While many members of the university community were vacationing this summer, educators from throughout North America converged on the Clemson campus to share ideas and sharpen their skills, all aimed at developing the next generation of graphic communications professionals.

Graphic communications conference classroom

Graphic communications educators met at Clemson this summer to hone their teaching skills.
Image Credit: Submitted

The Graphic Communications Education Association (GCEA) chose Clemson University, which houses one of the country’s top graphic communications programs, to host its 96th annual conference July 28-Aug. 1. More than 90 high school, technical college and university educators joined industry professionals for five days of learning, collaboration and fellowship.

“We had educator and industry professionals who shared best practices and presented emerging technologies,” said Erica Walker, assistant professor of graphic communications at Clemson, who along with colleague Charles Weiss, associate professor, co-hosted the conference. “It was a week of collaborative learning by educational peers who will be able to apply what they learned in their classrooms this fall.”

GCEA is graphic communications’ top professional educational organization that partners with industry members to share theories, principles and practices geared toward enhancing the education of tomorrow’s practitioners.

“The organization is a close-knit community of people spanning several generations that is dedicated to furthering our profession,” Walker said. “Industry trends, collaborative teaching, and how educators can develop creative and critical thinkers were just a few of the topics that were discussed.”

Clemson students, faculty and staff played active roles assisting with the annual conference, the third time Clemson has hosted it in nearly a century.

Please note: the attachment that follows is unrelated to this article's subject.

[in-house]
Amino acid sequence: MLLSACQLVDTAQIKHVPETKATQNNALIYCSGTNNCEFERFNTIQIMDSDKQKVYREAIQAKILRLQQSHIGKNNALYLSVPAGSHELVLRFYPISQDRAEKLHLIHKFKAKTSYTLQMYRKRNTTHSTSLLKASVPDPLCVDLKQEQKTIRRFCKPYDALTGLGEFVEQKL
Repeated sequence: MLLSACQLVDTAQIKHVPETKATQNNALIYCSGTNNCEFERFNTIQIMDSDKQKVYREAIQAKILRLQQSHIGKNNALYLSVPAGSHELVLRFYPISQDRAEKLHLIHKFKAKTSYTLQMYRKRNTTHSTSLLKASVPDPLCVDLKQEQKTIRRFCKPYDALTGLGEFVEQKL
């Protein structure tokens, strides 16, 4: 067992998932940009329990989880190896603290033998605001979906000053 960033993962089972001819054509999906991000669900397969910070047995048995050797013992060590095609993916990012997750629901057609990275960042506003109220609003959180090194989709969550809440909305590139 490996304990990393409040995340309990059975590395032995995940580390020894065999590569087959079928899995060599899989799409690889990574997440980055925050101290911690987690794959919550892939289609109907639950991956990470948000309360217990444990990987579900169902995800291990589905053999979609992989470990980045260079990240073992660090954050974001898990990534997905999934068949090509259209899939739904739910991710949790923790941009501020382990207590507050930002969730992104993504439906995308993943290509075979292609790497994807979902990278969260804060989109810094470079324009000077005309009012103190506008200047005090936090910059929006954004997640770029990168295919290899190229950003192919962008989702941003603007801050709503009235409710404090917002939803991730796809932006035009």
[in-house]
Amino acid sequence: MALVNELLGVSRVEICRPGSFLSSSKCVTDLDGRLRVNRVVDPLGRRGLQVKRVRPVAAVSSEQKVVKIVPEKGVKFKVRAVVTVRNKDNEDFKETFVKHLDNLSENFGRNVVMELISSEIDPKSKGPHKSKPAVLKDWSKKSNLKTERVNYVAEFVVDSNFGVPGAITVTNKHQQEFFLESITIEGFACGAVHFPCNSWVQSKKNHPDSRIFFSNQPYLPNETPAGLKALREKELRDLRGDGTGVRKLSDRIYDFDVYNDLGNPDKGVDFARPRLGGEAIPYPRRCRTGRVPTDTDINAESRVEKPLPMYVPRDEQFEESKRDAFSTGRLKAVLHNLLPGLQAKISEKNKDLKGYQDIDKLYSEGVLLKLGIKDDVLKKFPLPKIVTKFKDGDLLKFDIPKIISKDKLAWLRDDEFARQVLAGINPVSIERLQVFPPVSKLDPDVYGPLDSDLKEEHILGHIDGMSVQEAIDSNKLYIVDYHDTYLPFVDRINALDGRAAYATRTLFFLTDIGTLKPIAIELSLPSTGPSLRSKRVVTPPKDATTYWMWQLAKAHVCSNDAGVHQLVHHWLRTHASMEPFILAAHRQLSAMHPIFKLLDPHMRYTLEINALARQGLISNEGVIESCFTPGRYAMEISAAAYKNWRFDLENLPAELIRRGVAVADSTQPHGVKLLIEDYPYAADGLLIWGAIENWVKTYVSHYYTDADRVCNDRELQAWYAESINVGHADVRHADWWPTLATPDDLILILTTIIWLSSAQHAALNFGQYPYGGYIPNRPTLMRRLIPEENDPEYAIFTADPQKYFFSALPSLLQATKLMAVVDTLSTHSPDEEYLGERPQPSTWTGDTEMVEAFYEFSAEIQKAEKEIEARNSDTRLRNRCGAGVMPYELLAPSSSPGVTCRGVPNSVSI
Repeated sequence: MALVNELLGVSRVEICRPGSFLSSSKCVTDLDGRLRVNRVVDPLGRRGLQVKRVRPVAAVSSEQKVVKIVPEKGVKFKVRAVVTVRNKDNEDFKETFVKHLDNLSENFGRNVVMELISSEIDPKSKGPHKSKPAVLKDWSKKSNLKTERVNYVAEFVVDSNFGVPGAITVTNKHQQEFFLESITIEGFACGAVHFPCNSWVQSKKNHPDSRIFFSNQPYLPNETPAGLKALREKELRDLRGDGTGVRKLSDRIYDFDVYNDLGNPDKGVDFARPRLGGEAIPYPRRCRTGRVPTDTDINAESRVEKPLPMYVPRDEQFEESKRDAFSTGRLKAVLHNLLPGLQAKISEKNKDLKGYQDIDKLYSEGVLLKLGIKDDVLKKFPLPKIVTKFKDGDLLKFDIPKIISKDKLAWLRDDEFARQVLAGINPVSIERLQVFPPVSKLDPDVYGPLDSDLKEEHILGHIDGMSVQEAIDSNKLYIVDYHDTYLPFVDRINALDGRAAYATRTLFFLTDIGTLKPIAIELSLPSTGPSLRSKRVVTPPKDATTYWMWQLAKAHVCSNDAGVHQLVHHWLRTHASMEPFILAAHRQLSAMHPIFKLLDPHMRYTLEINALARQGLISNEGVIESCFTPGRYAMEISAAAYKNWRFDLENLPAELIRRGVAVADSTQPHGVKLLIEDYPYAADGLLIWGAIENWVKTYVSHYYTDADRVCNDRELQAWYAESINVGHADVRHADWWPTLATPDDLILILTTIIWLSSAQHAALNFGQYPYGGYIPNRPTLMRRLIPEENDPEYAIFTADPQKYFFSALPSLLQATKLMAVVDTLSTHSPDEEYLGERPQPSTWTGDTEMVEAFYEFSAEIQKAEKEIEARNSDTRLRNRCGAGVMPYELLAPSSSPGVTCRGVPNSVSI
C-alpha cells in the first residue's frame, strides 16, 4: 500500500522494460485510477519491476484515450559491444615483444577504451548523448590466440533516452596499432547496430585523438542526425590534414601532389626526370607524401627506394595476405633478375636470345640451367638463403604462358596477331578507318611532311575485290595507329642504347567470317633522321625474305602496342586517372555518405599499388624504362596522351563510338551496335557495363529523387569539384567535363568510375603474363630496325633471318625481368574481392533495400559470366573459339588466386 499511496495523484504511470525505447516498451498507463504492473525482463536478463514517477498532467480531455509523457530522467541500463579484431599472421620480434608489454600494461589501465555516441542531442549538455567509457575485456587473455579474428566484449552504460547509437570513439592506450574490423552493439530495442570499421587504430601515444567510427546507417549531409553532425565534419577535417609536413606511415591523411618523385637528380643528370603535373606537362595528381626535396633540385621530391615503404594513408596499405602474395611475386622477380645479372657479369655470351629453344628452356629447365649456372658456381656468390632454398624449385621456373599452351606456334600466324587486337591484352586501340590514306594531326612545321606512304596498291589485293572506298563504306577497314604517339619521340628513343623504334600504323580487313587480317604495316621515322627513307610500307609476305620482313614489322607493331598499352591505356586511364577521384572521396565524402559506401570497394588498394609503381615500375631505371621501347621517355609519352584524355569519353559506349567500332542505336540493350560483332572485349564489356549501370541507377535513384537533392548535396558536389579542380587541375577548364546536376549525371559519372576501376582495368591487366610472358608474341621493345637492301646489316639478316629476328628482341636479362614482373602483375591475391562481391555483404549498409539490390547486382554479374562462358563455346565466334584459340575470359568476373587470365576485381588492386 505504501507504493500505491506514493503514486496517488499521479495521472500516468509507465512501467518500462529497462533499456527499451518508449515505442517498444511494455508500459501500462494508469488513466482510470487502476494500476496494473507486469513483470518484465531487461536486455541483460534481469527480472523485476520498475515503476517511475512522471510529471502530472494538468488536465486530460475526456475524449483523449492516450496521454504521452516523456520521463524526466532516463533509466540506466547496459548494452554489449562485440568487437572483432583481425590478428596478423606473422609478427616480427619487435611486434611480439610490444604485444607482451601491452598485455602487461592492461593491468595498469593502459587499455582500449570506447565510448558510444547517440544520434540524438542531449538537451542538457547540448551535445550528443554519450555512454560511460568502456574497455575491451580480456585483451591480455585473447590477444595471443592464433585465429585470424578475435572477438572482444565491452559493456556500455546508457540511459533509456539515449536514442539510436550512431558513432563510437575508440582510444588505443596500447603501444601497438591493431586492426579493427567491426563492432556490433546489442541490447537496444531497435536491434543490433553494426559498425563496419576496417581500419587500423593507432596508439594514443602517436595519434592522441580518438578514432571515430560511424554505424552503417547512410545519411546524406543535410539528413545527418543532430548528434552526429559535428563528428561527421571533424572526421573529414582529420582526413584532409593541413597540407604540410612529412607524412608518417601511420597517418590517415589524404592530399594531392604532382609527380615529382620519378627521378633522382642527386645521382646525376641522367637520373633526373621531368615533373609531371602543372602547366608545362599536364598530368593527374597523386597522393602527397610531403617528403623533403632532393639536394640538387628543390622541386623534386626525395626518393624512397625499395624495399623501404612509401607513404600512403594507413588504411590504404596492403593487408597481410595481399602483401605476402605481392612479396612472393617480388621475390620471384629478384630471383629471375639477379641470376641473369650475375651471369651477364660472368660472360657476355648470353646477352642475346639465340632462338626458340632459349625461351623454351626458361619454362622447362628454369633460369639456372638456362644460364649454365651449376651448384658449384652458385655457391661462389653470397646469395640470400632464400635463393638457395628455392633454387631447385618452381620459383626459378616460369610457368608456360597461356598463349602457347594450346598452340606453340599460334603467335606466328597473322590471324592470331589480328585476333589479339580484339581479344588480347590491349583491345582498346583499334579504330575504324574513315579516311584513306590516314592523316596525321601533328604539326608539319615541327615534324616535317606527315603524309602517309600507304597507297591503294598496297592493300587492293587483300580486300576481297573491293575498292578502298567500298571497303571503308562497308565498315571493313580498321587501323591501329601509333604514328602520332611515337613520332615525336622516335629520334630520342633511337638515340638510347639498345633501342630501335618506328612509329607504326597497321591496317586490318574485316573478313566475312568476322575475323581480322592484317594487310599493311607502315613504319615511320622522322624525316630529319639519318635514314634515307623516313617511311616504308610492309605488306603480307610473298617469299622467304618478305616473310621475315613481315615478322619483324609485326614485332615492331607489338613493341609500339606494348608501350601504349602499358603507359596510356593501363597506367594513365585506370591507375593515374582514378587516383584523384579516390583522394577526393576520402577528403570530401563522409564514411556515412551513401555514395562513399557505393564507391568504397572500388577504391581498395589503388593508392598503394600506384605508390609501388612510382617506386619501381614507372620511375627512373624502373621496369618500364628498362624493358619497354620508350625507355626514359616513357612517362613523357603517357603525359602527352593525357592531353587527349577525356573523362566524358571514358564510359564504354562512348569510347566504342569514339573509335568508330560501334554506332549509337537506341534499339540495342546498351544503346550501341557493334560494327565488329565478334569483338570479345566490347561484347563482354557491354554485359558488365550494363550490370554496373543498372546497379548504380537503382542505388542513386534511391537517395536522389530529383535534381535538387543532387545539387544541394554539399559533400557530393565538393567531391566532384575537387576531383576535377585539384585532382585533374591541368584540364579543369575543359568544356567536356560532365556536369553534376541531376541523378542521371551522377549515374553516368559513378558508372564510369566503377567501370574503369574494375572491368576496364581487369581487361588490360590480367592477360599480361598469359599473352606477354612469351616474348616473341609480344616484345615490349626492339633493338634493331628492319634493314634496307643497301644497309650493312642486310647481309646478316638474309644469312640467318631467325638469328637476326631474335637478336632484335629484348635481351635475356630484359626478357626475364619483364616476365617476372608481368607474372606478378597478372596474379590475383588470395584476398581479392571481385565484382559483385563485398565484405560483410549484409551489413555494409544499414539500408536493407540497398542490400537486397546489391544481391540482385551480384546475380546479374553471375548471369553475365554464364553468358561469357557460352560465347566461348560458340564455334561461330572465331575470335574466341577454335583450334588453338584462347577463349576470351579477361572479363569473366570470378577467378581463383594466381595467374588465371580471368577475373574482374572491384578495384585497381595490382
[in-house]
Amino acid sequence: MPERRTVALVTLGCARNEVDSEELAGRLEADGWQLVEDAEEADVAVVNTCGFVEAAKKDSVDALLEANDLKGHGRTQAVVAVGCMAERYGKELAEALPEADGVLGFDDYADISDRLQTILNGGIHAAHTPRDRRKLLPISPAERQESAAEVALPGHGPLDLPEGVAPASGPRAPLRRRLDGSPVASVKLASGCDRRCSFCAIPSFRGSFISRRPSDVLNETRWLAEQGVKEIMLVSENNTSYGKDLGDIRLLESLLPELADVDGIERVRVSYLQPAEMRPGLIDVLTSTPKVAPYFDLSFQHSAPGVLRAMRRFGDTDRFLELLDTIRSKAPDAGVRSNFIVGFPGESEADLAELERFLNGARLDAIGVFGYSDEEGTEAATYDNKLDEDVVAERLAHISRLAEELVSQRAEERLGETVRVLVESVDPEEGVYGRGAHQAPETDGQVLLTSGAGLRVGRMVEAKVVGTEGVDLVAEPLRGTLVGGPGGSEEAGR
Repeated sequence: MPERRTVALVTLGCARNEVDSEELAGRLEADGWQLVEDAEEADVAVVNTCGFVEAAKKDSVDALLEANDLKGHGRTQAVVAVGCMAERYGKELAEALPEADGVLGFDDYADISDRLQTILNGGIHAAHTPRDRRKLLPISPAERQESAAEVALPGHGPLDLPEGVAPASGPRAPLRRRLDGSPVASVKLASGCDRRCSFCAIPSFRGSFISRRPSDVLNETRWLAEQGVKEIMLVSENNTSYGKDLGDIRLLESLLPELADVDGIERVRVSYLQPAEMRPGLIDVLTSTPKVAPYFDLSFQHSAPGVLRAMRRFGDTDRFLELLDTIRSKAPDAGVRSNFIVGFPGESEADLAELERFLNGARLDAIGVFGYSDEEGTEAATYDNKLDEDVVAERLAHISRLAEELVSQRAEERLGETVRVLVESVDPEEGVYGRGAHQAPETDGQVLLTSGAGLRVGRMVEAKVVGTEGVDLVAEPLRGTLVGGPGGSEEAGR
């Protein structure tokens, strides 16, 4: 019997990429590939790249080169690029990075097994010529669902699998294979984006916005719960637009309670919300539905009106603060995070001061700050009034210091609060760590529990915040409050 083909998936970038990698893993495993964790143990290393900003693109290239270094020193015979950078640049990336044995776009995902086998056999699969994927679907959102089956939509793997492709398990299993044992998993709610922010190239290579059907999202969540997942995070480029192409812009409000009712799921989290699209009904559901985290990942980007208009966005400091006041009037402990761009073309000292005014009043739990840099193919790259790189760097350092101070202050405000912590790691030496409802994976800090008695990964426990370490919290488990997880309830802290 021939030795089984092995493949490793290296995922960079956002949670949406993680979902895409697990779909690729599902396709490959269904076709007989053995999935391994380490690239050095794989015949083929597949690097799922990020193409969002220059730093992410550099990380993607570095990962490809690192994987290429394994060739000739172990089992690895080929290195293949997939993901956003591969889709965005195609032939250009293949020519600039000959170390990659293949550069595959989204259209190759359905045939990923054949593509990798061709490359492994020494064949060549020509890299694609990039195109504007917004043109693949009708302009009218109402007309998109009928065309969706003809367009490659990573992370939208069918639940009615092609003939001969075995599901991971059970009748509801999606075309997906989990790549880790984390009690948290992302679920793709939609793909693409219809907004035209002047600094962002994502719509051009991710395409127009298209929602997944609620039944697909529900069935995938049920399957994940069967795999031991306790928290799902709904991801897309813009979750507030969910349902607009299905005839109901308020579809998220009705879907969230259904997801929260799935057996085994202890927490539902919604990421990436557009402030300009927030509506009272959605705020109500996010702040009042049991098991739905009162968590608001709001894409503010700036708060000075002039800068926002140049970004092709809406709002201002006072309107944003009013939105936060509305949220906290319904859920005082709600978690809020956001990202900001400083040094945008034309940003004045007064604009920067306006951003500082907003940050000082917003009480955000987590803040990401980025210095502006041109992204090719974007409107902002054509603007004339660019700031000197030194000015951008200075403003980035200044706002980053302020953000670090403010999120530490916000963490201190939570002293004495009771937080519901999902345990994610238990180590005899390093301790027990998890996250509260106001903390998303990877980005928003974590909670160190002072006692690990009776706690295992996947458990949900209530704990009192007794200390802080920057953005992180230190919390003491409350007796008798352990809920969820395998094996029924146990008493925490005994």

“A digital media design class taught by Jeff Kallin came up with the theme (“Create an Uproar”) and the name (Camp Clemson) for this year’s event,” Walker said. “Our students created pitches and developed visual designs to market the event, so it was produced organically as a hands-on learning project.”

Also lending a hand in the event were Chip Tonkin, Department of Graphic Communications chair, and new faculty member Carl Blue.

In addition to the presentations and hands-on labs, attendees were exposed to many of Clemson’s educational assets, including a virtual reality press developed by Sonoco Institute, the Adobe Digital Studio in Cooper Library, the Sonoco Institute of Packaging Design and Graphics, and The Watt Family Innovation Center.

As one of the country’s pre-eminent programs, Clemson’s graphic communications majors have 95 percent job placement within six months of graduation. That placement rate speaks to Clemson’s stature in the graphic communications industry and may be a reason why this College of Business discipline is growing.

“The conference was an opportunity to showcase all that Clemson has to offer,” Walker said. “Through continuing education and collaboration by industry and educators, we are enabling students to enter into well-paying careers in print and visual communications. Graphic communications mixes technology and creativity, which creates very diverse career opportunities.”

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